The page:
We use an agent-based model to analyze the effects of spatial heterogeneity and agents’ mobility on social–ecological outcomes. Our model is a stylized representation of a dynamic population of agents moving and harvesting a renewable resource. Cooperators (agents who harvest an amount close to the maximum sustainable yield) and selfish agents (those who harvest an amount greater than the sustainable yield) are simulated in the model. Three indicators of the outcomes of the system are analyzed: the number of settlements, the resource level, and the proportion of cooperators in the population. Our paper adds a more realistic approach to previous studies on the evolution of cooperation by considering a social–ecological system in which agents move in a landscape to harvest a renewable resource. Our results conclude that resource dynamics play an important role when studying levels of cooperation and resource use. Our simulations show that the agents’ mobility significantly affects the outcomes of the system. This response is nonlinear and very sensible to the type of spatial distribution of the resource richness. In our simulations, better outcomes of long-term sustainability of the resource are obtained with moderate agent mobility and cooperation is enhanced in harsh environments with low resource level in which cooperative groups have natural boundaries fostered by agents’ low mobility.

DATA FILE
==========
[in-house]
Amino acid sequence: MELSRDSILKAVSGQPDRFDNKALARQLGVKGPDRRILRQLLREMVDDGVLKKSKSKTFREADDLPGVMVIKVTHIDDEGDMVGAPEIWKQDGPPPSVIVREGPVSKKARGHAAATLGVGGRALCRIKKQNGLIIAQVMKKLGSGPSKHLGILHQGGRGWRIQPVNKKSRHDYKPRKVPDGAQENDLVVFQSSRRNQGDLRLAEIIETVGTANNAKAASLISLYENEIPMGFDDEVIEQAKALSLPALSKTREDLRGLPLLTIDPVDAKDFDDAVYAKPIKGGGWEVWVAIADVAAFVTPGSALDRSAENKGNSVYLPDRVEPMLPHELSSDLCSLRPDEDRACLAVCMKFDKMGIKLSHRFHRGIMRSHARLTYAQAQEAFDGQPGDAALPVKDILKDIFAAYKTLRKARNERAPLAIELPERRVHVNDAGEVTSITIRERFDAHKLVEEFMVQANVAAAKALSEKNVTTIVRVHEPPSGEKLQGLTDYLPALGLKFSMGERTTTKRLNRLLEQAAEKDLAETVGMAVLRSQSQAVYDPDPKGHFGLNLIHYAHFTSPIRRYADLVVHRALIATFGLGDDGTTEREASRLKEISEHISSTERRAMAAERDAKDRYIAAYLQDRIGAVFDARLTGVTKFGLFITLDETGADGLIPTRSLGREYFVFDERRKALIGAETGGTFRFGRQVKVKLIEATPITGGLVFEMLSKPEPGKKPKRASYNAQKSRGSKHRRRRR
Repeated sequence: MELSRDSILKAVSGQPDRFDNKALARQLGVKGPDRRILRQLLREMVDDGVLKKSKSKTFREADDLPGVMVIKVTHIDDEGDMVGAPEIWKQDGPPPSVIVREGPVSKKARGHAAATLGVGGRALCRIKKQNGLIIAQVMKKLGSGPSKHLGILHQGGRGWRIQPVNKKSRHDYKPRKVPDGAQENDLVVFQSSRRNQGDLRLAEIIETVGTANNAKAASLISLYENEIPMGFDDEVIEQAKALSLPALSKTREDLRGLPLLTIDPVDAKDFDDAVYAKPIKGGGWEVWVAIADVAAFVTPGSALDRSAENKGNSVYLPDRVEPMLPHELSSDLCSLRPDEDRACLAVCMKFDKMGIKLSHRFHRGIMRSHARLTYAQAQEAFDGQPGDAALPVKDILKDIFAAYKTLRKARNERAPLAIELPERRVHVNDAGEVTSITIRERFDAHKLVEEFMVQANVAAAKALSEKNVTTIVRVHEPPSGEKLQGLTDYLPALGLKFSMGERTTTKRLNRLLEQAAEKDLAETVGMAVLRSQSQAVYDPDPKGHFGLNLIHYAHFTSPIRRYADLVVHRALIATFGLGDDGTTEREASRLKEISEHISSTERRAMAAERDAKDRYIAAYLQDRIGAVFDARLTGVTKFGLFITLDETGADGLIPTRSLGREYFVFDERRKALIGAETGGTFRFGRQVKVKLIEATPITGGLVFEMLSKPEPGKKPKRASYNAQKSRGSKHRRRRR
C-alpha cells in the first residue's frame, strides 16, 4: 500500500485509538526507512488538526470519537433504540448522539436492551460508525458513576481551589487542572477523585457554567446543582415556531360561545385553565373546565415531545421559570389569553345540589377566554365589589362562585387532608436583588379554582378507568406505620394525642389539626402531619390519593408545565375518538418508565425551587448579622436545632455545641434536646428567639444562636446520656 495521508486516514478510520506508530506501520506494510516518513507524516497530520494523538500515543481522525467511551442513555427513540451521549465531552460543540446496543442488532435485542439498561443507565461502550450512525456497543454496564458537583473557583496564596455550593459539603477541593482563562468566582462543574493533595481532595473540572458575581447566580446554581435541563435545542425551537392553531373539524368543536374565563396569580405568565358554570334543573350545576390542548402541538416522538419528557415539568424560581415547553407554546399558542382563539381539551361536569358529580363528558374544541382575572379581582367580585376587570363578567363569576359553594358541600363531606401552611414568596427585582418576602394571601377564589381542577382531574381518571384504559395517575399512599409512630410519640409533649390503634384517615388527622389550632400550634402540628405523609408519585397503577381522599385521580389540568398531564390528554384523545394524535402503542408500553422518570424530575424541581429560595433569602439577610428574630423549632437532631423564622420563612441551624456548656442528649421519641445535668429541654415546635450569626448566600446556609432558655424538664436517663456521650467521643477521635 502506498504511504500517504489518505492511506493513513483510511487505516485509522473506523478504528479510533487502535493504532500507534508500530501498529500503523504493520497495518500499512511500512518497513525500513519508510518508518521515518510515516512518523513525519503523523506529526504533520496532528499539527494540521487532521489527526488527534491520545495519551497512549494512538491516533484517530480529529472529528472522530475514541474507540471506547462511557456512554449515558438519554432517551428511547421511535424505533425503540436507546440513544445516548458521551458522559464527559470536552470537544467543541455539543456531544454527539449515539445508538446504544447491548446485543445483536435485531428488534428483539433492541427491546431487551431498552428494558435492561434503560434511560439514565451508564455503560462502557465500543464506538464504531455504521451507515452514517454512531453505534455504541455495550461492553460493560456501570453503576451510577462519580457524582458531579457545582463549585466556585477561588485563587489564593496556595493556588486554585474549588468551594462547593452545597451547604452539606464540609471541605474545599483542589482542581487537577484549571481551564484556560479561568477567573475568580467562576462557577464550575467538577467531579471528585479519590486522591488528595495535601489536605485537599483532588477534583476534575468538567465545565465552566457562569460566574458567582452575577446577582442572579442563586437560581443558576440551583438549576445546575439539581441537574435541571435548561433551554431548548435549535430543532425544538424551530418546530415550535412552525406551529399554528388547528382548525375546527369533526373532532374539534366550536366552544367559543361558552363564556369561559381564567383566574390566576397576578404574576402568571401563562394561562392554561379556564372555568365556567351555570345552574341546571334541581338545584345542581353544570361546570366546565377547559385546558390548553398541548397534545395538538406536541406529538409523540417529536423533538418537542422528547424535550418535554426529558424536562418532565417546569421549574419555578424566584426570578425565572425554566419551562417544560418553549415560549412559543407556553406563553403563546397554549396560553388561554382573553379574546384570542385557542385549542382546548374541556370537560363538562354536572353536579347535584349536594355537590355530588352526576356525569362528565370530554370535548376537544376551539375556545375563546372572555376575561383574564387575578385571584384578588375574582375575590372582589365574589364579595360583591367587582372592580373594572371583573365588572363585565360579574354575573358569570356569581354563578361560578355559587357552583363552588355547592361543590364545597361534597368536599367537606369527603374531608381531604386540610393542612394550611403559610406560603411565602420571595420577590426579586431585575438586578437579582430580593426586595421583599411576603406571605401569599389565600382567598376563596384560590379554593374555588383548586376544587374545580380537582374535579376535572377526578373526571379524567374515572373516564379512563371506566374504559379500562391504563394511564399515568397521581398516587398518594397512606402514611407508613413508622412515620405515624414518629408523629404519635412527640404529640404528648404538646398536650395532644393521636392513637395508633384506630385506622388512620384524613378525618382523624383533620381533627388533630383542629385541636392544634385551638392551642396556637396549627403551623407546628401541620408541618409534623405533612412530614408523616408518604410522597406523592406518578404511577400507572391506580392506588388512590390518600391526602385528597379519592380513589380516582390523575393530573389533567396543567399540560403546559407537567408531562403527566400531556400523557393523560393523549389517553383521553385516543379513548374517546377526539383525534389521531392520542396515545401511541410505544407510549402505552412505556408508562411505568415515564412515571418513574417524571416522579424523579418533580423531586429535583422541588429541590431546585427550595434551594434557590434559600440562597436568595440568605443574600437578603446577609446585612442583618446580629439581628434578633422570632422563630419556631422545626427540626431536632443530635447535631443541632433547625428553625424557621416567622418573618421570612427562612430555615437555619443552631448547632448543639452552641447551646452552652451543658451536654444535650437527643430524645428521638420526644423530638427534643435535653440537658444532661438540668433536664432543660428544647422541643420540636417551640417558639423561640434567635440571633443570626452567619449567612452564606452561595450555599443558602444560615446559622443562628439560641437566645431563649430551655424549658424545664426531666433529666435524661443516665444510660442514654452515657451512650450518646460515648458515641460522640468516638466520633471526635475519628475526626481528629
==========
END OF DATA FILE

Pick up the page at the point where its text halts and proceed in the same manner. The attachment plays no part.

Keywords: Agent-based model; Cooperation; Heterogeneous landscape; Mobility; Social–ecological systems; Spatial heterogeneity


 

A behavioral perspective on the governance of common resources

Janssen, M.A.

2015 Current Opinions in Environmental Sustainability 12:1-5.

 Abstract